function polygon(x, y, radius, sides) {
  res = PI * 2 / sides
  for (i = 0; i < PI * 2; i+= res) {
    lineTo(x + cos(i) * radius, y + sin(i) * radius)
  }
  closePath()
}

Now you can call it like:

polygon(300, 300, 250, 5)
stroke()

and get a pentagon like this:

You might want to specify an initial rotation, you can do that like so:

function polygon(x, y, radius, sides, rotation) {
  res = PI * 2 / sides
  for (i = 0; i < PI * 2; i+= res) {
    lineTo(x + cos(i + rotation) * radius, y + sin(i + rotation) * radius)
  }
  closePath()
}

Now you can say

polygon(300, 300, 250, 5, 0.5)
stroke()

and have the polygon rotated a bit.

Try it with different numbers of sides.

A fun effect is to create a series of polygons of different sizes, each slightly rotated.

angle = 0
for (r = 5; r <= 255; r += 10) {
  polygon(300, 300, r, 5, angle)
  stroke()
  angle += 0.05
}

This creates a nice pattern like so:

Might be a bit off-topic, but hey, there are five new emergent curves there! I’ll accept it.

Ellipses

Final bit of this installment, ellipses.

Well, let’s look at the definition of an ellipse, from Wikipedia…

a plane curve surrounding two focal points, such that for all points on the curve, the sum of the two distances to the focal points is a constant.

https://en.wikipedia.org/wiki/Ellipse

hmm… I get it, but doesn’t really help us to draw it. How about…

Ellipses are the closed type of conic section: a plane curve tracing the intersection of a cone with a plane

https://en.wikipedia.org/wiki/Ellipse

Nope. Let’s keep reading…

An ellipse may also be defined in terms of one focal point and a line outside the ellipse called the directrix: for all points on the ellipse, the ratio between the distance to the focus and the distance to the directrix is a constant.

https://en.wikipedia.org/wiki/Ellipse

OK, this is going nowhere. But as before, we can eventually find the parametric formula, which I’ve tweaked a bit to be similar to the one we had for the circle.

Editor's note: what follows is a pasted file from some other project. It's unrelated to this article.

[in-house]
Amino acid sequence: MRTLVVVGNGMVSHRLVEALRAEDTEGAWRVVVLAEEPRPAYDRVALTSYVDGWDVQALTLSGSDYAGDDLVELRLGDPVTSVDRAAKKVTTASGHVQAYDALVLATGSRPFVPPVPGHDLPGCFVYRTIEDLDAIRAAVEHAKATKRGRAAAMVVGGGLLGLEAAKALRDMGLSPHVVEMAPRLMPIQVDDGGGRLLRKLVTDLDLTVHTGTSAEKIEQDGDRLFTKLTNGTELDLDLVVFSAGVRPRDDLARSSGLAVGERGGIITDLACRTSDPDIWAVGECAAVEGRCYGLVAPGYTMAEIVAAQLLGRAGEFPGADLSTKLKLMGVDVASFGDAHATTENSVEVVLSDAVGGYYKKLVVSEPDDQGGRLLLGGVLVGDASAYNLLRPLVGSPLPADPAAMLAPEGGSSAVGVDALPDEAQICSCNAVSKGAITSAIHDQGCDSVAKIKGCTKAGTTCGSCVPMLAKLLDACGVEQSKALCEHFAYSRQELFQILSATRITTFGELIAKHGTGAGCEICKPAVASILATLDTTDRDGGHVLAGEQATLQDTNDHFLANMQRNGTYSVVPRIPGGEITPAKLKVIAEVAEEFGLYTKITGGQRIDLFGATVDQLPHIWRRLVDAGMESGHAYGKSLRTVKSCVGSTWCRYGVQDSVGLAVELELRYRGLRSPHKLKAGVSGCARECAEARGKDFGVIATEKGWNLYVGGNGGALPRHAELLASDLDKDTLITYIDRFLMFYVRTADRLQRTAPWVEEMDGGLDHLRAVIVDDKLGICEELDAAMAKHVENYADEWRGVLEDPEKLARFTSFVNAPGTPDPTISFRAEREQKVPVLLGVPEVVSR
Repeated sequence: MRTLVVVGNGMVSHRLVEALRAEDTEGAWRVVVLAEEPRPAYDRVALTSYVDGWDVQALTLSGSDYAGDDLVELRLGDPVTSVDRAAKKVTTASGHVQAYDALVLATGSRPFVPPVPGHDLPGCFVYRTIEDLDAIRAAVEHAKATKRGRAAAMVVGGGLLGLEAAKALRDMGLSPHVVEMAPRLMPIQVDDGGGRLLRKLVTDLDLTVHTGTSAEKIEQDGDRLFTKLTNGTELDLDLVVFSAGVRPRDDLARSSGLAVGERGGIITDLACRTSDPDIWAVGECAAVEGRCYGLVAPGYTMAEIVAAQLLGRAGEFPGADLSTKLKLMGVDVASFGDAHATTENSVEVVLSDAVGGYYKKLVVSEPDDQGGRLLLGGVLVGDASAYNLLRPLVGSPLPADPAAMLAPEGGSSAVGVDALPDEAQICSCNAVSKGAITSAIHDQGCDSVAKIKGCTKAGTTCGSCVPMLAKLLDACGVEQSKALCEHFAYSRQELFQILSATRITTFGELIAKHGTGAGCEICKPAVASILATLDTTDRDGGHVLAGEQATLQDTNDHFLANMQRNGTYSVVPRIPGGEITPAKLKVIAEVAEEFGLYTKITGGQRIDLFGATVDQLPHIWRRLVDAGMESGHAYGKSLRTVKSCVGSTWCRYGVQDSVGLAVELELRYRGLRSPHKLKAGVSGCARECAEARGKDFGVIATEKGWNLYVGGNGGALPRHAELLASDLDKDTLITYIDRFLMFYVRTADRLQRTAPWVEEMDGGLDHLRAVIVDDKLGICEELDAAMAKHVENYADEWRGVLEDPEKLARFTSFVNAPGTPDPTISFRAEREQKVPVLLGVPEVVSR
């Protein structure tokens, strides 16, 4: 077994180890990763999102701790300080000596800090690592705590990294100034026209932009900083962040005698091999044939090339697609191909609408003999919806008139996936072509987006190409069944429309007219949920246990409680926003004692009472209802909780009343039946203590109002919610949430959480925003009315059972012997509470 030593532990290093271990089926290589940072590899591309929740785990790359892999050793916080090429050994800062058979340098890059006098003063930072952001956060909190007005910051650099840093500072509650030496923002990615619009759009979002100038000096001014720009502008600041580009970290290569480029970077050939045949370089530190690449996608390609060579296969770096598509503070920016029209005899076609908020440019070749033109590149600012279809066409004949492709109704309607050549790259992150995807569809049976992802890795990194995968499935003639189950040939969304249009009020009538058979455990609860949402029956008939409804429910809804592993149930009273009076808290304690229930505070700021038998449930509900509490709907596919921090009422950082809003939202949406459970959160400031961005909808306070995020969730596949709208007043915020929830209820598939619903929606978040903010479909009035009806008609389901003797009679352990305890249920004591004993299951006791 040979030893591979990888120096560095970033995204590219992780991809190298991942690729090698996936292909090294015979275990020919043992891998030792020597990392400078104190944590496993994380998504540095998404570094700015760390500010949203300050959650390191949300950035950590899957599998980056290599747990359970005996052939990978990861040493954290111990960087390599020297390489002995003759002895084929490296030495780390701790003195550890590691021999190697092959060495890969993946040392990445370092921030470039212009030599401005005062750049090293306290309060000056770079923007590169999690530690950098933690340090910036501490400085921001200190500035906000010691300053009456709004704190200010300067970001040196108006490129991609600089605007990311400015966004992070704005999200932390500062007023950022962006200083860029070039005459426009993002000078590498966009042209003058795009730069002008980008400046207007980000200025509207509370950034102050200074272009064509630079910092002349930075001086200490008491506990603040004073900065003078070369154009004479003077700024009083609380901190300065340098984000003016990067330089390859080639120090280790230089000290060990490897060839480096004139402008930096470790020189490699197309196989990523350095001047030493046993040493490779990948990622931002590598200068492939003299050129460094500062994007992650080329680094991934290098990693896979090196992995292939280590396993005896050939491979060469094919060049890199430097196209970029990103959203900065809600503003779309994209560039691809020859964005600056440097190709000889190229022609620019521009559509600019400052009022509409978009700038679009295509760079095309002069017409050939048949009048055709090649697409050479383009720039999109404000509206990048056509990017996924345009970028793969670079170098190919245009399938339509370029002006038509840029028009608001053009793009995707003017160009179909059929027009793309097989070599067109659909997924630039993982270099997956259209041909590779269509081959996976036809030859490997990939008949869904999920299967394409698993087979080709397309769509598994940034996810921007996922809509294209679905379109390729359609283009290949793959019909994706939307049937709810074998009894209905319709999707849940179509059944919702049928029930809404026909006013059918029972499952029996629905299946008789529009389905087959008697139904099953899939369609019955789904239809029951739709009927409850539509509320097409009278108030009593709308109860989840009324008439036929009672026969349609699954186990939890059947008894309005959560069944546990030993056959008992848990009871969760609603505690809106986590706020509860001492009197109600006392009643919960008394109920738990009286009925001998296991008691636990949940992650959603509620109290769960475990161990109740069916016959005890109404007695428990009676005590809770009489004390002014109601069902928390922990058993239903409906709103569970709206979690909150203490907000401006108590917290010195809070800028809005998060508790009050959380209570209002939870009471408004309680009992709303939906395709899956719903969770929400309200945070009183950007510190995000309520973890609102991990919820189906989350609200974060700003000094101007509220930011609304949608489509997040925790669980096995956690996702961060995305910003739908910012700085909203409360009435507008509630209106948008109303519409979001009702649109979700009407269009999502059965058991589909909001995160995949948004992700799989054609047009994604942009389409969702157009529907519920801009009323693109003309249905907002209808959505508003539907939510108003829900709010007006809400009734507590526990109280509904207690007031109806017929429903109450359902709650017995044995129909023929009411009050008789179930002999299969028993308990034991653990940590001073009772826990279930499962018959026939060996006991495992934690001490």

x = a + rx * cos(t)
y = b + ry * sin(t)

Here, in addition to the a and b that form the center position of the circle, we have rx and ry which I find easiest to think about as “radius x” and “radius y”, though these names will probably make mathematicians cringe. But for an un-rotated ellipse, rx will wind up being equal to half the ellipse’s width, and ry half its height.

So we can make a function:

function ellipse(x, y, rx, ry) {
  res = 4.0 / max(rx, ry)
  for (t = 0; t < 2 * PI; t += res) {
    lineTo(x + cos(t) * rx, y + sin(t) * ry)
  }
  closePath()
}

About the only thing worth mentioning here is that to get the resolution value, I divide 4.0 by the largest of the two “radii”. you might think of a better way, but this is good enough for me. Now you can call it like:

ellipse(300, 300, 250, 150)
stroke()

And get:

Bonus

Sometimes I can’t stop writing. This next part isn’t really so much about creating curves… or maybe it is. You decide. But rather than draw line segments between each point on a circle (or arc, or polygon, or ellipse), we could just draw some other shape there. We’ll have to increase the interval that we use to draw the curve so all the shapes don’t mash together. In fact, the polygon method is perfect for this. This lets us draw a circle with a set number of circles. I’m not even going to explain this code. You should get it.

width = 600
height = 600
canvas(width, height)

cx = width / 2
cy = height / 2

res = PI * 2 / 20 // to draw 20 circles
for (t = 0; t < PI * 2; t += res) {
  x = cx + cos(t) * 200
  y = cy + sin(t) * 200
  circle(x, y, 20)
  stroke()
}

Which gives us:

Summary

I’m already elaborating on this in my head, but we’re off-topic enough, and this installment is long enough.

So far things have been pretty basic, but hopefully still interesting. From here on, they will get a bit more complex and hopefully even more interesting.

4 thoughts on “Coding Curves 03: Arcs, Circles, Ellipses

  1. The two pictures showing how anticlockwise works are actually the same. Just a typo in the blog or is the code wrong?

    Meanwhile, shouldn’t you mention how angles are measured? It’s clockwise from the “east” point. This is surprising. Either you adopt standard trigonometry, then it’s anticlockwise from east, or layman’s notion, then it’s clockwise from north.

    Of course the problem is that you use standard trigonometric functions, but then you don’t invert y as you taught to do in the previous chapter!

    1. “Either you adopt standard trigonometry, then it’s anticlockwise from east, or layman’s notion, then it’s clockwise from north.”

      As mentioned in the added text, the way I’ve implemented these functions is exactly how almost every non-scientifically-oriented drawing api implements them. Zero is due east, angles go around positively clockwise. I don’t recall ever using a drawing api that was oriented to zero = due north.

Leave a Reply

Your email address will not be published. Required fields are marked *